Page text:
The link above to the NOW website is written in error, but you can go directly to the Child Brides site here.


    It includes a personal diary of the trip from Maria as well as the show’s producer, and realistic ways to help these girls rebuild their futures through education.

    Joel Schwartzberg
    Senior New Media Producer
    NOW on PBS

  3. Marc,

    A most troubling interview. One that needs to get out to more people.

    I look forward to more in the future.

    Asa Strong

  4. Great segment, and exactly the kind of thing we need and expect from CEM. I don’t have television, and would never have known about this program on NOW otherwise.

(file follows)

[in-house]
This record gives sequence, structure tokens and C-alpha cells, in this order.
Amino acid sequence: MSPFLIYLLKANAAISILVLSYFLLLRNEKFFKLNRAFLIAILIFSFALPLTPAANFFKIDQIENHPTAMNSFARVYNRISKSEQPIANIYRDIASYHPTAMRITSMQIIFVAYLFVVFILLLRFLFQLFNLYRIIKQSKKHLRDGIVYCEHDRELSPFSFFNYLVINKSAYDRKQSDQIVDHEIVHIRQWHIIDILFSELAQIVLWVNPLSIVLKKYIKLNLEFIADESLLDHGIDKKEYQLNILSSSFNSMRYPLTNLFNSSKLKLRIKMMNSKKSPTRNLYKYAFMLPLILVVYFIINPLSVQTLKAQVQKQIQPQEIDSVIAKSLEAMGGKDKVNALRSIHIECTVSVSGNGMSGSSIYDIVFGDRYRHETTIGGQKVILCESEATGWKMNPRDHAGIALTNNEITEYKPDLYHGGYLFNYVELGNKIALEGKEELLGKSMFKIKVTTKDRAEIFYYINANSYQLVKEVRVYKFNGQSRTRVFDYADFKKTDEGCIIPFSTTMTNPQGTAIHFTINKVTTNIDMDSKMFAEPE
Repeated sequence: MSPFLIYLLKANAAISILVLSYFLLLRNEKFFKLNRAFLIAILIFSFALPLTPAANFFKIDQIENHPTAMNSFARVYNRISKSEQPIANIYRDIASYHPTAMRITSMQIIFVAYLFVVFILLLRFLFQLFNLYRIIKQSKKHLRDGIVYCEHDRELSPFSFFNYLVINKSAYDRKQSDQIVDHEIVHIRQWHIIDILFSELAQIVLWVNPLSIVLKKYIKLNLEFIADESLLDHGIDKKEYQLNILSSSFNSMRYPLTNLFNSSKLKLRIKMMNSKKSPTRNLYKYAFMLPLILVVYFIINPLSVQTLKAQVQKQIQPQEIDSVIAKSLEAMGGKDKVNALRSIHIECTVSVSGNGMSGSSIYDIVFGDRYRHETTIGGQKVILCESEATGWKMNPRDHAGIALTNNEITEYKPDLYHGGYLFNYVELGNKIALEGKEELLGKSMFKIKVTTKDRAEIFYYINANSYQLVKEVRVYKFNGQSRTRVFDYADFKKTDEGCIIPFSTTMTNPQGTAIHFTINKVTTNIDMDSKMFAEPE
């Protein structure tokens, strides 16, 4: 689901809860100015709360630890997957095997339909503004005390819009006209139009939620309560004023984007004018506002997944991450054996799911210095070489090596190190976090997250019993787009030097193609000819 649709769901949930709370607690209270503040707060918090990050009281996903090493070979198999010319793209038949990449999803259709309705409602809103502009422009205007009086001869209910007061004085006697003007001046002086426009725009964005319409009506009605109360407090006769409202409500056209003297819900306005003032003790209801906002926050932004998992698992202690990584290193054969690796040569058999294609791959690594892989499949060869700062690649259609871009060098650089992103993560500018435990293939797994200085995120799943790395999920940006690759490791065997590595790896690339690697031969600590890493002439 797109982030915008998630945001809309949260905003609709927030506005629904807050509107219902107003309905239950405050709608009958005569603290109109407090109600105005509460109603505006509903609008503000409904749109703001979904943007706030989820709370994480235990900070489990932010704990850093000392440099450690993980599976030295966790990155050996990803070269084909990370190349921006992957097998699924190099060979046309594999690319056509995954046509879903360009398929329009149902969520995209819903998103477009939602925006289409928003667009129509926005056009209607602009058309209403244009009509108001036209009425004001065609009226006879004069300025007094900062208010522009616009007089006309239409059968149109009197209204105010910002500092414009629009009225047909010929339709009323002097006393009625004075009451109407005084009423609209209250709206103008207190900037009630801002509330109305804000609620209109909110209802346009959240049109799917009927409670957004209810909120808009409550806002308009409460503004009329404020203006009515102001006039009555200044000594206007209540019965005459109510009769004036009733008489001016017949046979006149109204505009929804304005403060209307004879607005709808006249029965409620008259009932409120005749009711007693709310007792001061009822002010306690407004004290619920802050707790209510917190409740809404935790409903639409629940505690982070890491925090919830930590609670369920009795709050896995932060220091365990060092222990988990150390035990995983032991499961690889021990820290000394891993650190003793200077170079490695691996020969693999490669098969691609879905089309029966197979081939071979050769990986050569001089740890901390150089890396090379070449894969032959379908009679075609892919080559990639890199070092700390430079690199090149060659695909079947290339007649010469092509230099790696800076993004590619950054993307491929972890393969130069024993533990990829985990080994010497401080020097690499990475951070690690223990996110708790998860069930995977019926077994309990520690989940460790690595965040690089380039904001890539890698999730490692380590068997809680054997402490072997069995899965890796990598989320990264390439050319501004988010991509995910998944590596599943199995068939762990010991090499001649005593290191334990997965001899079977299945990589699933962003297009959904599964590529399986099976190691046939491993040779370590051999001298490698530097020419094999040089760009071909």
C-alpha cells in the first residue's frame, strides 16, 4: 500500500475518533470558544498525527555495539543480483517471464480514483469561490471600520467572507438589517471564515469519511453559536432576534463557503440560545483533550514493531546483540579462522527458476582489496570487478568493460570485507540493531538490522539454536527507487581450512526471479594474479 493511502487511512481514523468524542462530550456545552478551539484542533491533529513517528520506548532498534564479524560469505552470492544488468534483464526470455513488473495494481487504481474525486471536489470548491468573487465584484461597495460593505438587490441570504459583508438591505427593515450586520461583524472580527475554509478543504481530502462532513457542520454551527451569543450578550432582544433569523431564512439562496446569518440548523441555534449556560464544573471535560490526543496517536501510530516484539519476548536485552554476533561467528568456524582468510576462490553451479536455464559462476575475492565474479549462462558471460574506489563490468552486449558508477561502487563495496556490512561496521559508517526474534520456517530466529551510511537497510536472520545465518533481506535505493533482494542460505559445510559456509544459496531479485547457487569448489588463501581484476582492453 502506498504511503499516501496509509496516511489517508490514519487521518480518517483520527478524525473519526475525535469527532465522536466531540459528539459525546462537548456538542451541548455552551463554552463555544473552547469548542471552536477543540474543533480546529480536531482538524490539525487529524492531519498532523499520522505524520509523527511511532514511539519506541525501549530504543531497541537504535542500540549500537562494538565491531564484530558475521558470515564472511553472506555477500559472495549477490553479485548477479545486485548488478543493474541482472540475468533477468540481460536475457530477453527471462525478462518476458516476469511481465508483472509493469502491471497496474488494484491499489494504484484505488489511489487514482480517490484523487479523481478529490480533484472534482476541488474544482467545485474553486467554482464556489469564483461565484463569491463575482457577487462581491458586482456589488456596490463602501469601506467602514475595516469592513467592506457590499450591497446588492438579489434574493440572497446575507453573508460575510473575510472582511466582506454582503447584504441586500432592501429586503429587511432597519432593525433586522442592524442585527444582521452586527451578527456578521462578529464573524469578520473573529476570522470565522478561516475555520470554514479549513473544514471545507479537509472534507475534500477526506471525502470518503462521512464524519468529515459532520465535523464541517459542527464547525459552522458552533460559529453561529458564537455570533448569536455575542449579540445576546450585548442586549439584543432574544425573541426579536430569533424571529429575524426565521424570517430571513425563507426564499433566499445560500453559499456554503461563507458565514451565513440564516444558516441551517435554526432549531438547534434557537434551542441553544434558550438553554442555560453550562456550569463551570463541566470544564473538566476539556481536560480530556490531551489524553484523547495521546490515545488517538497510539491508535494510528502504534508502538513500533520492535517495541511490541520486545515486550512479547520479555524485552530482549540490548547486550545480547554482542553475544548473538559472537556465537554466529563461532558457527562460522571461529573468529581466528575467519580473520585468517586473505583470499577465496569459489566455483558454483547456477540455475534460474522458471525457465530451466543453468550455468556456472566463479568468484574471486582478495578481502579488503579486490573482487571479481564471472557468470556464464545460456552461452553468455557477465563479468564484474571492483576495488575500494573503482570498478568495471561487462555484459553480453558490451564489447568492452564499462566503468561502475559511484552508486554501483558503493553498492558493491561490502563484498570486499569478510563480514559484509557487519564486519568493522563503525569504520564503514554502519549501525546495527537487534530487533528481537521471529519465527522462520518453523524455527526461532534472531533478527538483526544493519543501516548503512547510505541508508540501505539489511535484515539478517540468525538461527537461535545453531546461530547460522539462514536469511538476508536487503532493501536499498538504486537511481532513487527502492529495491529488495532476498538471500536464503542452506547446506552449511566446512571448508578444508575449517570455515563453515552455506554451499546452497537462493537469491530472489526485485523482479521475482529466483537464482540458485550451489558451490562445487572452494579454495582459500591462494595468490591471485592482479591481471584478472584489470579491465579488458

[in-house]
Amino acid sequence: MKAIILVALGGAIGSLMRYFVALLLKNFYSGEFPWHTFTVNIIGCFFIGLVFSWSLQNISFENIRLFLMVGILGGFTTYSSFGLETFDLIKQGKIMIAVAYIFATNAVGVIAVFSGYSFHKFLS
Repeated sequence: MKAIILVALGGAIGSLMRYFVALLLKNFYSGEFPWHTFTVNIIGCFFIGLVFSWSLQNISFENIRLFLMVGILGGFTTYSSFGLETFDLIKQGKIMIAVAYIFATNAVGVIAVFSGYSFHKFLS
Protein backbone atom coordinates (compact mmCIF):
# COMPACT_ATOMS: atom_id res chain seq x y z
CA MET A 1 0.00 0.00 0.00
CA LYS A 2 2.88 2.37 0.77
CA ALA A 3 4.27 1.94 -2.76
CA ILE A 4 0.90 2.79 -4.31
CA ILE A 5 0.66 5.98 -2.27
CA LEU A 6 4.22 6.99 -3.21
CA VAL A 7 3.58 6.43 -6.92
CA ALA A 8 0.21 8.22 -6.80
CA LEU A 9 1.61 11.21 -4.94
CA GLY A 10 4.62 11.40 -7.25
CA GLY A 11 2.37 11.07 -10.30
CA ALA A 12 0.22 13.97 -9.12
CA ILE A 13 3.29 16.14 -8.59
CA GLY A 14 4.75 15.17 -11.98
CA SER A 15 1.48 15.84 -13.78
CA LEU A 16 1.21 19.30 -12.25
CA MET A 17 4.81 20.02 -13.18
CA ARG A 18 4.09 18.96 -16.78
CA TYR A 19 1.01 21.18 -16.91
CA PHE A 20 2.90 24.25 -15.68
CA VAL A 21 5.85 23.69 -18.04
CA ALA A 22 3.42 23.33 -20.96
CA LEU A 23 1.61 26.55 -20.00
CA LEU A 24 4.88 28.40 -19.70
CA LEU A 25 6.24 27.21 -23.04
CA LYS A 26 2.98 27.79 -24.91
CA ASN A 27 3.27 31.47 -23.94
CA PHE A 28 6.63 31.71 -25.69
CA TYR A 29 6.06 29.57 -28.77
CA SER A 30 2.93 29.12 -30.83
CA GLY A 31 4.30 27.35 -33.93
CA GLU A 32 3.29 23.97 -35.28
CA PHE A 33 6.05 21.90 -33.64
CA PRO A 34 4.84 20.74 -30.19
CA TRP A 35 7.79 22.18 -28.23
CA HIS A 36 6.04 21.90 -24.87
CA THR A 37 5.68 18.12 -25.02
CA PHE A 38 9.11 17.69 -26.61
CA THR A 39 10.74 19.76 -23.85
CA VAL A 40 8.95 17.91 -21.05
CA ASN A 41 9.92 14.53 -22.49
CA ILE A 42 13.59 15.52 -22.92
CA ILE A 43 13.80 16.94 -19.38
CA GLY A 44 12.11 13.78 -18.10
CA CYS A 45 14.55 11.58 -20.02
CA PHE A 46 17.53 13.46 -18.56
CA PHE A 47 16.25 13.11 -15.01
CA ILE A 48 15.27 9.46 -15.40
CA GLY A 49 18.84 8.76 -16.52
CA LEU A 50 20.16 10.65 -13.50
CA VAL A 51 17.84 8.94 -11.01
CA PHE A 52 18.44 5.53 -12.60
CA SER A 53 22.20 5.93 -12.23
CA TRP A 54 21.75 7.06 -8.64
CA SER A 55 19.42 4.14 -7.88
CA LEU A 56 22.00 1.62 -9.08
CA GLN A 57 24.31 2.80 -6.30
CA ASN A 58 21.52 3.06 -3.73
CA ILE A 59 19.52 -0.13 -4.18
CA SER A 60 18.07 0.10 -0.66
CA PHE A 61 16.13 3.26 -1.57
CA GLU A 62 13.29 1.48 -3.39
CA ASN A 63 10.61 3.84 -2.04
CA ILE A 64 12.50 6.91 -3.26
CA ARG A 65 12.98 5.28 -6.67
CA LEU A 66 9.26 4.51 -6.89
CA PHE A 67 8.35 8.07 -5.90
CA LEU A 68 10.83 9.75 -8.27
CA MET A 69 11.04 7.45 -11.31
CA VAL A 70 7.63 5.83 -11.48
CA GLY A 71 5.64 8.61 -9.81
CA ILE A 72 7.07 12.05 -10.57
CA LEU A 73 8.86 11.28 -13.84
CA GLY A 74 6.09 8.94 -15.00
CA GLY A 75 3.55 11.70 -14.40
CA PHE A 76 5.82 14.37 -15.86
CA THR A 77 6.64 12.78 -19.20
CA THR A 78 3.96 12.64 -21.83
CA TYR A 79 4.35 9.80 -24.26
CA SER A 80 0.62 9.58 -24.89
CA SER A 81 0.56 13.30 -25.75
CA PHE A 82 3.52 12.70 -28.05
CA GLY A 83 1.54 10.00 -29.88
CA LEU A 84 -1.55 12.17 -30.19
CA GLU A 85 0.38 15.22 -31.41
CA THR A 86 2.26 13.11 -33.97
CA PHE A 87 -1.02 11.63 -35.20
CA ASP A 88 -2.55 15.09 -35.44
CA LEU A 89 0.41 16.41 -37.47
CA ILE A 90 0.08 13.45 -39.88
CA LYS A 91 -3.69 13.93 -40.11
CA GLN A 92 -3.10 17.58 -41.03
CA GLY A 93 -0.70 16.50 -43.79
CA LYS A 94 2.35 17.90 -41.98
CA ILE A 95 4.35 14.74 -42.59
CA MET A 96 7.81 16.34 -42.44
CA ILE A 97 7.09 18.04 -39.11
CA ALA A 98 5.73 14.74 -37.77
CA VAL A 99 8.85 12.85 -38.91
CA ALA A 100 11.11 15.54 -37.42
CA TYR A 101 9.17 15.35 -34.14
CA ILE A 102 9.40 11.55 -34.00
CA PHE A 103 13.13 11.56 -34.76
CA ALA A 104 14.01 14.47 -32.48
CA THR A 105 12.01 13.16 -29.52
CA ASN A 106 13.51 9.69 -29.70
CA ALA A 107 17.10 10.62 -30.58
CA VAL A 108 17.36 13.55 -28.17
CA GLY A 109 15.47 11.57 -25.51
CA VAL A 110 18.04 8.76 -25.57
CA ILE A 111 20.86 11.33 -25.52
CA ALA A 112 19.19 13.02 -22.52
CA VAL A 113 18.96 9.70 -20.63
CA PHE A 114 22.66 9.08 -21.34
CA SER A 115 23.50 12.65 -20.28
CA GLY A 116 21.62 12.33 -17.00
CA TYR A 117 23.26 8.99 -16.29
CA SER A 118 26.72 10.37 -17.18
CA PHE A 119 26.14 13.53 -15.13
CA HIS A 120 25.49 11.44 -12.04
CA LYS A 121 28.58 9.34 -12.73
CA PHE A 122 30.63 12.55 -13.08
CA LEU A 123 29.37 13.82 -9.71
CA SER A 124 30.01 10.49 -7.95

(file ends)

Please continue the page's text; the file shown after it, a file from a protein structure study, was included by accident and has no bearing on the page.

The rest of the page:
One thing that Maria didn’t get into too much is that there really are concrete ways that we can help. Even though the value of the dollar has fallen dramatically in the last year or so, we still have tremendous buying power compared to other countries. For example, I sponsor a little girl in India through a children’s charity. You know how much it is for me to put this child in private school? $125 a year. Seriously. That’s tuition, uniforms, and books. For that amount of money, and what it can mean to someone’s life (not to mention the positive spill over to the rest of the family and community), it’s a no-brainer. I’m not writing this to make everyone think I’m Wonderful (because I’m really really not), but to illustrate just how little it takes to change a life.